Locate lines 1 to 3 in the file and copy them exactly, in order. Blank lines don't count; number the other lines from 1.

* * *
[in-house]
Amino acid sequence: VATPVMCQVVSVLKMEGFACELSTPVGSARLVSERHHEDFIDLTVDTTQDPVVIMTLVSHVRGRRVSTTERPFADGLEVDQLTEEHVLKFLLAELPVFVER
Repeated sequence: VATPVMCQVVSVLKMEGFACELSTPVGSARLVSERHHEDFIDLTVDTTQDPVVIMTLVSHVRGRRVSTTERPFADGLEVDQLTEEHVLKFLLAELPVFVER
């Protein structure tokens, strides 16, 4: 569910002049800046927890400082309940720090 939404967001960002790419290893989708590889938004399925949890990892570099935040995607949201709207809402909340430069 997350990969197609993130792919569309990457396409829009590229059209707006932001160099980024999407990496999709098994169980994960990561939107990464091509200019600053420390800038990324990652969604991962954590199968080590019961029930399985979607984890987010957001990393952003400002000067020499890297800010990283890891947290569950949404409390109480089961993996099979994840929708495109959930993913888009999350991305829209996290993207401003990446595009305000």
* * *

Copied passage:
[in-house]
Amino acid sequence: VATPVMCQVVSVLKMEGFACELSTPVGSARLVSERHHEDFIDLTVDTTQDPVVIMTLVSHVRGRRVSTTERPFADGLEVDQLTEEHVLKFLLAELPVFVER
Repeated sequence: VATPVMCQVVSVLKMEGFACELSTPVGSARLVSERHHEDFIDLTVDTTQDPVVIMTLVSHVRGRRVSTTERPFADGLEVDQLTEEHVLKFLLAELPVFVER